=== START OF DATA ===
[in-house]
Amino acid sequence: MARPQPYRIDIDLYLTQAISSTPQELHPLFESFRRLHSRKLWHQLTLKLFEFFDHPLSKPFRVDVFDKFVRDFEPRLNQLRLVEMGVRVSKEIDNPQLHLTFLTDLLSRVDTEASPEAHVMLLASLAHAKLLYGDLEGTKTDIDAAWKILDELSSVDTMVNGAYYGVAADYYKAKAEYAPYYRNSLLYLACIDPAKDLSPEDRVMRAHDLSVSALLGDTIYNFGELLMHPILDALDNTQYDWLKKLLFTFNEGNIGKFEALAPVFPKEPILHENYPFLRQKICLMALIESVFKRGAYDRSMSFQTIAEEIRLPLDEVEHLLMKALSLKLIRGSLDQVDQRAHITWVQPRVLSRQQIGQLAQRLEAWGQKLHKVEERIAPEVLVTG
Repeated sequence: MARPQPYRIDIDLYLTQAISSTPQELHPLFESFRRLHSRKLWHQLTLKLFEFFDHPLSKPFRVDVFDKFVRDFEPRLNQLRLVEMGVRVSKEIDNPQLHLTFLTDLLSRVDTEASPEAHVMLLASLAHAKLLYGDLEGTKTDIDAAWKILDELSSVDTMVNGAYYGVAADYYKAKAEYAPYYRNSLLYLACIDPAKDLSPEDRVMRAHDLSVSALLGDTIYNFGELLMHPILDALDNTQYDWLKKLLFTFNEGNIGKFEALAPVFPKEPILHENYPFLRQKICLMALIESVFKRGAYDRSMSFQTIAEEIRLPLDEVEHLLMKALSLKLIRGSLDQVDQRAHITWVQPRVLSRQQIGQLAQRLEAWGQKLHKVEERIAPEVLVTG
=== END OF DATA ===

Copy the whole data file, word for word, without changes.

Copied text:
[in-house]
Amino acid sequence: MARPQPYRIDIDLYLTQAISSTPQELHPLFESFRRLHSRKLWHQLTLKLFEFFDHPLSKPFRVDVFDKFVRDFEPRLNQLRLVEMGVRVSKEIDNPQLHLTFLTDLLSRVDTEASPEAHVMLLASLAHAKLLYGDLEGTKTDIDAAWKILDELSSVDTMVNGAYYGVAADYYKAKAEYAPYYRNSLLYLACIDPAKDLSPEDRVMRAHDLSVSALLGDTIYNFGELLMHPILDALDNTQYDWLKKLLFTFNEGNIGKFEALAPVFPKEPILHENYPFLRQKICLMALIESVFKRGAYDRSMSFQTIAEEIRLPLDEVEHLLMKALSLKLIRGSLDQVDQRAHITWVQPRVLSRQQIGQLAQRLEAWGQKLHKVEERIAPEVLVTG
Repeated sequence: MARPQPYRIDIDLYLTQAISSTPQELHPLFESFRRLHSRKLWHQLTLKLFEFFDHPLSKPFRVDVFDKFVRDFEPRLNQLRLVEMGVRVSKEIDNPQLHLTFLTDLLSRVDTEASPEAHVMLLASLAHAKLLYGDLEGTKTDIDAAWKILDELSSVDTMVNGAYYGVAADYYKAKAEYAPYYRNSLLYLACIDPAKDLSPEDRVMRAHDLSVSALLGDTIYNFGELLMHPILDALDNTQYDWLKKLLFTFNEGNIGKFEALAPVFPKEPILHENYPFLRQKICLMALIESVFKRGAYDRSMSFQTIAEEIRLPLDEVEHLLMKALSLKLIRGSLDQVDQRAHITWVQPRVLSRQQIGQLAQRLEAWGQKLHKVEERIAPEVLVTG